RED CLOUD -- Red Cloud Postmaster Brad Young has come to treasure the three murals displayed in the post office there.
"It's something so unique," he said. "I've been here going on 25 years. After a while the biggest thing is that I would never want anything to happen to them. Maybe that's the lucky thing about being in a small town; we really don't have any problems."
Red Cloud is one of four area towns included in a Depression-era government program that placed murals in post offices. A new book from the Nebraska State Historical Society tells the story of those murals.
"Nebraska's Post Office Murals: Born of the Depression, Fostered by the New Deal" includes 120 pages of photographs and never-before-published artists' sketches and drawings.
Post offices in 12 towns around Nebraska received murals: Albion, Auburn, Crawford, Geneva, Hebron, Minden, Ogallala, O'Neill, Pawnee City, Red Cloud, Schuyler and Valentine.
Doug Rung, a retired Geneva High School social studies teacher, likes the fact the murals depict Nebraska history. For instance, in the Geneva mural "Building a Sod House," men are depicted doing just that. Sod, Rung said, was called Nebraska marble.
"It really makes the post office look great," he said. "When you think of a post office, you think of just going in there and getting some business done, but when you get a chance to look around and see these murals, it's a different type of history."
Author Bob Puschendorf, an associate director of the Historical Society, said the murals were assigned to post offices constructed in the late '30s or early '40s that had money left in the construction budget.
"It was a precedent for art in public buildings that exists today," he said.
He said the Geneva mural is probably 17 feet long and 6 feet tall.
Even though only 12 Nebraska post offices have murals, Puschendorf said, about 1,100 post offices nationwide were included in the program. In the book, Puschendorf included background information about the program and other Depression-era arts programs.
Each Nebraska post office with a mural has its own section in the book.
In his research, Puschendorf learned about project supervision by the U.S. Treasury Department.
"They watched the quality of the art very closely," he said. The artist submitted several designs to the Treasury for every mural. Puschendorf used correspondence between the artist and the Treasury, now belonging to the National Archives and Records Administration, to write about the process to make each piece.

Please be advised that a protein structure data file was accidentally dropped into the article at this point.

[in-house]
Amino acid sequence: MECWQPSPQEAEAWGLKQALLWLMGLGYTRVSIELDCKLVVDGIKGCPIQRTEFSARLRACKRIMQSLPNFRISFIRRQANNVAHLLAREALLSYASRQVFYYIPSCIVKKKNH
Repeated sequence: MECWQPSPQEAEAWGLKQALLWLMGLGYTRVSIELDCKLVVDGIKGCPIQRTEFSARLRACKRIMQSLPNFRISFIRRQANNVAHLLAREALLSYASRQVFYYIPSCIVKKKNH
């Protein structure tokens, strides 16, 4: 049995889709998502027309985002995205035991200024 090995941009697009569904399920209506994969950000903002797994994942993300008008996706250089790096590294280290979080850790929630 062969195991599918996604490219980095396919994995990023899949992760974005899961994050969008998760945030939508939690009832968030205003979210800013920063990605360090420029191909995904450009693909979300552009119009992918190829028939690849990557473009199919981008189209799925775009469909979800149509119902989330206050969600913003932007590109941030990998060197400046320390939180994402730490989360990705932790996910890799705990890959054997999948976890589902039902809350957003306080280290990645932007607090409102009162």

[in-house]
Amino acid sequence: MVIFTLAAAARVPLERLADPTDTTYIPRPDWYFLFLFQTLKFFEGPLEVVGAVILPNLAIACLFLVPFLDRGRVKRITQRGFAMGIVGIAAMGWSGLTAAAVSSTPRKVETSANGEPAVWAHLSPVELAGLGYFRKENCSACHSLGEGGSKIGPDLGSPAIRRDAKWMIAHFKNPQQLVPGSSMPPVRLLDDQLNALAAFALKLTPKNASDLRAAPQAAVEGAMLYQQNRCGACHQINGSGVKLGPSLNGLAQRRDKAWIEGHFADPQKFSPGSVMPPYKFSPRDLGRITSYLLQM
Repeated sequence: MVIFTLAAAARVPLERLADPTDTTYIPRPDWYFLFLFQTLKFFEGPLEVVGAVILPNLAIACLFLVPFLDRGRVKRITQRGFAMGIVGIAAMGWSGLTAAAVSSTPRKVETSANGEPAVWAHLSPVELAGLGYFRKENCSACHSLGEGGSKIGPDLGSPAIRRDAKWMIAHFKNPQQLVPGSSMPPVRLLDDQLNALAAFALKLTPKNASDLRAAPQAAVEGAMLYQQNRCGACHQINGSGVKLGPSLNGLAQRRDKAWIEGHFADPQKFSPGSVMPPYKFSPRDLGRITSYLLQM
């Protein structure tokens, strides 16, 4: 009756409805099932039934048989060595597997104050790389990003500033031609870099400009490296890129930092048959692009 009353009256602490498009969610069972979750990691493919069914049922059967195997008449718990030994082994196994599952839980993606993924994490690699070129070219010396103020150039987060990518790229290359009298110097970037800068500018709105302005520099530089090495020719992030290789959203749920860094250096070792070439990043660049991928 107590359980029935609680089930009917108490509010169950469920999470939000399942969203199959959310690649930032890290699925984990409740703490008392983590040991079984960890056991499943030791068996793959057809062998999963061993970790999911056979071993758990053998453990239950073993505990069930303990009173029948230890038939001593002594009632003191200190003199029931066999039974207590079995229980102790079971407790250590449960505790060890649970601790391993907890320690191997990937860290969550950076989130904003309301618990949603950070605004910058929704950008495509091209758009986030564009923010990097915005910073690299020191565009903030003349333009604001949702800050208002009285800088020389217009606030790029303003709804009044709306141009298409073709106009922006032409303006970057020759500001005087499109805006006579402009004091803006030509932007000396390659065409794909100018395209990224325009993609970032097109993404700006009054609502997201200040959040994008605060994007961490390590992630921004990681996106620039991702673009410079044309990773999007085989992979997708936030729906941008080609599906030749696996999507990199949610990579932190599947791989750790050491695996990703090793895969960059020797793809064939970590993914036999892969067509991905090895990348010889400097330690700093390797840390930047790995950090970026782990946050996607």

Each mural is also depicted in the book in a gatefold photo.
"Since they're long and narrow, we wanted to make sure they were portrayed lengthwise," Puschendorf said.
To research the book, he spoke to the children of some of the artists as well as reading local newspaper accounts of the murals' installations. Controversies developed both locally and in Washington due to the murals' quality or content. Red Cloud exemplified the controversy. It is the only Nebraska post office with multiple murals painted as part of this project.
"Loading Cattle," the first mural approved for Red Cloud, was originally intended for the post office in Greybull, Wyo. Local residents, including the postmaster, stated they wanted something that depicted Chief Red Cloud. The Treasury found money for two additional, smaller murals in Red Cloud: "Moving Westward" and "Stockade Builders."
"Moving Westward" includes American Indians.
The murals were typically placed above the postmaster's door. In Red Cloud the two smaller murals are above the postal clerk's office.
Young said besides the homes of a certain famous author, the post office murals have become another tourist destination in Red Cloud.
"It's something so unique, there's not many around, so it is kind of a drawing card to the inside of the post office." He said. "(Visitors) come and tour Willa Cather and then they mention it there that we've got these murals."
Puschendorf said he could not select a favorite among the Nebraska murals.
"They're all my favorites because they all have such great stories behind them," he said.